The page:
Reflecting On Peter Capaldi's Finest Moments as the Twelfth Doctor

by Lewis Jefferies 3 years ago in scifi tv

Goodbye Old Friend

Reflecting On Peter Capaldi's Finest Moments as the Twelfth Doctor
'Doctor Who' [Credit: BBC]

Doctor Who has had a phenomenal run, with a fantastic bunch of actors playing the legendary Doctor. From William Hartnell to Peter Capaldi, everybody has their favorite Time Lord. Peter Capaldi, the Twelfth and current Doctor, has played the character since 2014. The Twelfth Doctor has been assisted by a total of three companions: Clara Oswald (Jenna Coleman), Bill Potts (Pearl Mackie) and Nardole (Matt Lucas).

During his time as the Doctor, Capaldi has had several stunning moments that truly define him as the character—let's look at those moments in more detail.

During Season 8, Episode 4, Capaldi's Doctor became much darker than we suspected, as he taught us that fear is a superpower. The episode "Listen" taught Doctor Who fans how to overcome their fears. This was done by encouraging Rupert Pink to really think hard and convince himself that there is nothing to be scared of, even if you're scared of the dark. While there was no onscreen monster or alien, fans were still blown away by the episode's imagination and creativity.

It was made perfectly clear in Season 9, Episode 8 that we should never cross Peter Capaldi's Doctor when he gets angry, especially when humanity is about to cause a deadly war with the shapeshifting aliens called the Zygons. During the scene, the Doctor's inner anger and desperation break out, causing him to become infuriated and upset—a mood we never want to see the Doctor in again.

It would be wrong not to introduce the Doctor in a unique way. Of course, Moffat didn't let us down in Season 9, Episode 1, as he introduced the Doctor by showing him riding a tank and playing the Doctor Who theme on his electric guitar. Oh yeah, the Sonic Shades made him look even cooler—what could have possibly gone wrong?

Season 9, Episode 11 created history for Doctor Who as the episode featured just Peter Capaldi (Well, only if you exclude the small scene featuring Clara). Capaldi was given the challenge to pull off a single-hander episode by showrunner Steven Moffat. The haunting and fearful episode saw Capaldi treat fans to a heart-stopping performance. The episode "Heaven Sent" remains one of the Twelfth Doctor's true hallmarks. Additionally, the wonderful soundtrack that accompanies this episode is fantastic. "Heaven Sent" is probably one of Doctor Who's greatest episodes to date.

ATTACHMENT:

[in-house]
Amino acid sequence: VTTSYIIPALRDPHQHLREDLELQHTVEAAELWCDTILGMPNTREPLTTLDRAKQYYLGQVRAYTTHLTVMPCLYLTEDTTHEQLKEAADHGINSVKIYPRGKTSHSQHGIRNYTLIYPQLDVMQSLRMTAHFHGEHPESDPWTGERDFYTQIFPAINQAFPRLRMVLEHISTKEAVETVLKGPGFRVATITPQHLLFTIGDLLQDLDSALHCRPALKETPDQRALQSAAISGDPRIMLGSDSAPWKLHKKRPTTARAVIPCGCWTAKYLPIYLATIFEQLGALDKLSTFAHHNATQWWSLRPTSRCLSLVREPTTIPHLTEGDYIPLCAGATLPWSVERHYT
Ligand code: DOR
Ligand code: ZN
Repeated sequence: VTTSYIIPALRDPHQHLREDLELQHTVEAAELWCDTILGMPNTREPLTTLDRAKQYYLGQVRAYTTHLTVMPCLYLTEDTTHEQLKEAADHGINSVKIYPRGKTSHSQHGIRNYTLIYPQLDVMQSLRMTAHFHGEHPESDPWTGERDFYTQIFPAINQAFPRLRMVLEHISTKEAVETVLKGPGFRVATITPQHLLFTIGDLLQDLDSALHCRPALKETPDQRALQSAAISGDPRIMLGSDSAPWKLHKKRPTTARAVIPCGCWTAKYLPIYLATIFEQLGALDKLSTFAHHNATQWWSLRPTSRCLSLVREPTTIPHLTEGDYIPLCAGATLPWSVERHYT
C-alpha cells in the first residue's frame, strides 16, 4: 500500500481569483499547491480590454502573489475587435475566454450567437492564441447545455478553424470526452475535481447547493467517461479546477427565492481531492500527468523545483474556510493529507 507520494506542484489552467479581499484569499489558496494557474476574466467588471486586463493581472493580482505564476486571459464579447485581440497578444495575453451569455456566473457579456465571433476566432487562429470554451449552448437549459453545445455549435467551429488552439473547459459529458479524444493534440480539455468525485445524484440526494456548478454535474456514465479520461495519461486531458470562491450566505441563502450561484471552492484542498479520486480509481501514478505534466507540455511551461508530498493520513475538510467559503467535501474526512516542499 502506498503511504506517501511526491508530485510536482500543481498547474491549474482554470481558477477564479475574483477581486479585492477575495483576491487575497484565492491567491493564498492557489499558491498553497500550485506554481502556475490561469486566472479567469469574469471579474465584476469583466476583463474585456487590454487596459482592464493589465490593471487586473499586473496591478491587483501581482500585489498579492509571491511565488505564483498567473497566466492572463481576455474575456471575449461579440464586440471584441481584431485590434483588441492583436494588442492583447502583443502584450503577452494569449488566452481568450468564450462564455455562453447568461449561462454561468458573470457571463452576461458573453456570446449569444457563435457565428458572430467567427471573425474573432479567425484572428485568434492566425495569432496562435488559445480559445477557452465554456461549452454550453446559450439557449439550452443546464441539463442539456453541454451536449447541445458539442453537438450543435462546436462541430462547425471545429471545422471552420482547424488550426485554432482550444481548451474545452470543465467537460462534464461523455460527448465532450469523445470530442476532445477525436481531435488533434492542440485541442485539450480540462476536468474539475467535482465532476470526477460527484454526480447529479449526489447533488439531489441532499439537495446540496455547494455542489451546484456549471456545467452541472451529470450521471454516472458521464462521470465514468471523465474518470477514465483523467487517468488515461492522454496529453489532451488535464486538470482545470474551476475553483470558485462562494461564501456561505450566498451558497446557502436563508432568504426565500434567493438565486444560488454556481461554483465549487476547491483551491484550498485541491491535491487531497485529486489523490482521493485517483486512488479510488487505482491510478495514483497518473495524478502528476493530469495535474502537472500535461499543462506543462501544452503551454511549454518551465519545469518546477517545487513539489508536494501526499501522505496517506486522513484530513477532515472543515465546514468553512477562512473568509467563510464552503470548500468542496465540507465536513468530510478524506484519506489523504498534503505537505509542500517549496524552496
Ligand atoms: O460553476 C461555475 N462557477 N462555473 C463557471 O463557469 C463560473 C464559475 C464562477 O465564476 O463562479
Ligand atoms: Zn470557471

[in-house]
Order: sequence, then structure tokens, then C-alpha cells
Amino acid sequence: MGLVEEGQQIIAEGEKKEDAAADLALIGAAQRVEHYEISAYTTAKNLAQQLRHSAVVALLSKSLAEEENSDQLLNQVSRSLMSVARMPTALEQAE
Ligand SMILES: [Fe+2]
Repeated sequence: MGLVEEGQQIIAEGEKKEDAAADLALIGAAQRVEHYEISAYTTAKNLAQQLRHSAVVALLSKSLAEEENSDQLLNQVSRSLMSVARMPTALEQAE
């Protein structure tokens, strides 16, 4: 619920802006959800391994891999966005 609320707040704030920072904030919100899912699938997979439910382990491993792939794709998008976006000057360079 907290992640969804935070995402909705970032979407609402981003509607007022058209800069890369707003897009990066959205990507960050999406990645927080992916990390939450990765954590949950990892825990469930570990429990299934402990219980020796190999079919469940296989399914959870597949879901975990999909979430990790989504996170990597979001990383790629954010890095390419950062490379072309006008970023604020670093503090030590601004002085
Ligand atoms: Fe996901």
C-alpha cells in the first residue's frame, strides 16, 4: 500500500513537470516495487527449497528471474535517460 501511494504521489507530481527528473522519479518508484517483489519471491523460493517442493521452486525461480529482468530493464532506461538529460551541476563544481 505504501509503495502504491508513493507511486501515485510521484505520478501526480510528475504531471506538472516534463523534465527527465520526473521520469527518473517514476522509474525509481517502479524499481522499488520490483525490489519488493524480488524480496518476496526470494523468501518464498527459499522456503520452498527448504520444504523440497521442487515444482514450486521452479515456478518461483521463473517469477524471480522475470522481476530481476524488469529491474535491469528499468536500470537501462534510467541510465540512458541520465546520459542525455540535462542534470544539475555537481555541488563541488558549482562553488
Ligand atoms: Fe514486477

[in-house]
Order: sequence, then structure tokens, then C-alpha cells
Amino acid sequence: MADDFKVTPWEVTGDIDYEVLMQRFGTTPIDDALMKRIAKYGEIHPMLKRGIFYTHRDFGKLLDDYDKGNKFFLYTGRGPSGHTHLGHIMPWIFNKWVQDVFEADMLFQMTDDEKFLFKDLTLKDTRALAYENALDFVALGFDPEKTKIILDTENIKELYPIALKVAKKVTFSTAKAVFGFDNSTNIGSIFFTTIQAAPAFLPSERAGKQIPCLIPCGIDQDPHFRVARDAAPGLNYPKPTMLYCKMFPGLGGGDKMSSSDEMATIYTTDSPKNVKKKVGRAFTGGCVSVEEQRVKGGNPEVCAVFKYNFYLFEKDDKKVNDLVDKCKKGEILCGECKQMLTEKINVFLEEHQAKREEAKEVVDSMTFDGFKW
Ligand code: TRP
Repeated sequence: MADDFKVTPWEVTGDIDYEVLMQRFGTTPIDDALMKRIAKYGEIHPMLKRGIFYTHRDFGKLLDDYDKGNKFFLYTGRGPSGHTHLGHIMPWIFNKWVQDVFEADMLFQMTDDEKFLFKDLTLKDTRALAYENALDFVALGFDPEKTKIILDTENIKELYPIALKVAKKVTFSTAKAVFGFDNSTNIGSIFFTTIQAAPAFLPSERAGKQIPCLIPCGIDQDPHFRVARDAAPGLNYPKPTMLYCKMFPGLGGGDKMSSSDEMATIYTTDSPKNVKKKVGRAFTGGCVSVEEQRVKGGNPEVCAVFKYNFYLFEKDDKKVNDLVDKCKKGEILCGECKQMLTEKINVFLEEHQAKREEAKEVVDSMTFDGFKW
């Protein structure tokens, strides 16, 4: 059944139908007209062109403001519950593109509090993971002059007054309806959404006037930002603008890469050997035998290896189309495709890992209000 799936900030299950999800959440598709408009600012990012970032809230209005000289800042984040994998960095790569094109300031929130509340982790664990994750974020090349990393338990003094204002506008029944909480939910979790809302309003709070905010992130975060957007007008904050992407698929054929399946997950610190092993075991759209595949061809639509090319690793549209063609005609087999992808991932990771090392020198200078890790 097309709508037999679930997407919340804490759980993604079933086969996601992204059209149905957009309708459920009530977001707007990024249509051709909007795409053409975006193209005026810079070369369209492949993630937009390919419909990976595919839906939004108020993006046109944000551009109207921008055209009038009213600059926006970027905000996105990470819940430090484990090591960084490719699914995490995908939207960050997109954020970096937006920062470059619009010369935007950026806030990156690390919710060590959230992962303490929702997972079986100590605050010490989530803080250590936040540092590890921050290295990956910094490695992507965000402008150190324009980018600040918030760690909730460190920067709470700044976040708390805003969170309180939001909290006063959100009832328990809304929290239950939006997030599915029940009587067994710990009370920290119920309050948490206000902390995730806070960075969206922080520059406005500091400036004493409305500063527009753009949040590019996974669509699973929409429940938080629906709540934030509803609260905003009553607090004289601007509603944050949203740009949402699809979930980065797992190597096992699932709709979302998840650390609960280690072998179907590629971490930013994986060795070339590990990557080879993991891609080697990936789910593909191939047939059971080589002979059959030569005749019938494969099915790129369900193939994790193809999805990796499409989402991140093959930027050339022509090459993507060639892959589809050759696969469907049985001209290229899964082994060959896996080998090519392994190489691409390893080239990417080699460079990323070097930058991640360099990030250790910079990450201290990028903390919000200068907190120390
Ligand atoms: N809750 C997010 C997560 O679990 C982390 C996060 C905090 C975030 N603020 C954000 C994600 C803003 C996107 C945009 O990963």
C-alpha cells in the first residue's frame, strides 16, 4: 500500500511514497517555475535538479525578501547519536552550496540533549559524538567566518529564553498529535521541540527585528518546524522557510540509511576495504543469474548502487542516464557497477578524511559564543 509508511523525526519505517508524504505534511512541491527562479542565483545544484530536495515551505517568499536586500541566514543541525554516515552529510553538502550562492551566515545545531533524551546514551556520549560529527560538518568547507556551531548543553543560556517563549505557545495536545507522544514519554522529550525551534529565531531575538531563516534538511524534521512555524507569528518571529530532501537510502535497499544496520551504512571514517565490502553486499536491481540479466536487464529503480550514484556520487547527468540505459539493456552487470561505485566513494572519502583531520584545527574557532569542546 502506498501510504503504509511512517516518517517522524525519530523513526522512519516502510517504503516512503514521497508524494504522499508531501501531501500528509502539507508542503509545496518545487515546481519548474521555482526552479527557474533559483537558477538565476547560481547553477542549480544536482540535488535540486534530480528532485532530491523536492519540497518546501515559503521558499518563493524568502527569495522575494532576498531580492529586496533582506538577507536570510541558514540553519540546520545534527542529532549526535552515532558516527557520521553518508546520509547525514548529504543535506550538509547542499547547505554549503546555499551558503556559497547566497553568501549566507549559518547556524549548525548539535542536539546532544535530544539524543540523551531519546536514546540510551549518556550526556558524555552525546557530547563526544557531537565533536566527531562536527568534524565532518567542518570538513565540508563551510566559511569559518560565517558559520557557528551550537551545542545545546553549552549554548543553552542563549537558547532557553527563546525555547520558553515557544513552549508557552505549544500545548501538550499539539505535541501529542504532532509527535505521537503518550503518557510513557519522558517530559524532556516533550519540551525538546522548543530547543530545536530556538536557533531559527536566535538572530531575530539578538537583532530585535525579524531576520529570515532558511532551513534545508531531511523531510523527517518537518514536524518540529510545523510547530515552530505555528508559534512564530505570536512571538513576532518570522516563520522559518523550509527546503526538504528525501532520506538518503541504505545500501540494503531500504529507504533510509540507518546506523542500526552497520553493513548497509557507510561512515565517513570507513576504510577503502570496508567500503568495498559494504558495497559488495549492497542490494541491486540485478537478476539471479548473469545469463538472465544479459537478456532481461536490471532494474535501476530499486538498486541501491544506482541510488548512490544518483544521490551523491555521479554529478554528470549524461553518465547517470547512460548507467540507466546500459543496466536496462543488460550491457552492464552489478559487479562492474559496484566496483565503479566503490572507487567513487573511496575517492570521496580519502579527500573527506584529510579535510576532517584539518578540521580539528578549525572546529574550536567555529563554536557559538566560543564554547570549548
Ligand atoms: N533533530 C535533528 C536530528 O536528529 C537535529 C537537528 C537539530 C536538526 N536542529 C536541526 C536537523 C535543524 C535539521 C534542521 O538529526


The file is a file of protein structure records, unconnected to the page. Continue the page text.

The events of Season 10, Episode 7 saw the Twelfth Doctor show off his really big grin. The episode "Lie of the Land" is the final instalment of the Monk Trilogy, showing Bill living in a world where the deadly Monks have changed history to make it look like they have always been on Earth. Where's the Doctor? Well, he seems to be "helping" the Monks.

The Doctor's calm and playful mood changes Bill's perceptions of the Doctor, and she ends up shooting him. Rule One: The Doctor lies. Of course, he wasn't really helping the Monks and it was all a trick, as the Doctor and Nardole knew Bill would never give up on him, even if it means putting on a light show involving a fake regeneration.

The grand finale of Season 10 saw the Doctor explaining to two incarnations of the Master that he doesn't help people to win. He does it because it's kind.

“I’m not trying to win. I’m not doing this because I want to beat someone, because I hate someone, or because I want to blame someone. It’s not because it’s fun. God knows it’s not because it’s easy. It’s not even because it works because it hardly ever does. I do what I do because it’s right! Because it’s decent! And above all, it’s kind! It’s just that… Just kind. If I run away today, good people will die. If I stand and fight, some of them might live. Maybe not many, maybe not for long. Hey, you know, maybe there’s no point to any of this at all. But it’s the best I can do. So I’m going to do it. And I’m going to stand here doing it until it kills me. And you’re going to die too! Some day… And how will that be? Have you thought about it? What would you die for? Who I am is where I stand. Where I stand is where I fall.”

Need I say anymore? The speech doesn't make you scared of the Doctor, but it makes you see sense in him, even if he is just a madman with a box. Following the consequences of the Great Time War, the Doctor knows never to run away from a war ever again. He's the man who stops the monsters, and he has proven that with pure confidence.

scifi tv
Lewis Jefferies
Lewis Jefferies
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Lewis Jefferies

MA Media and Communication Student at the University of Portsmouth - Massive Doctor Who Fan.

See all posts by Lewis Jefferies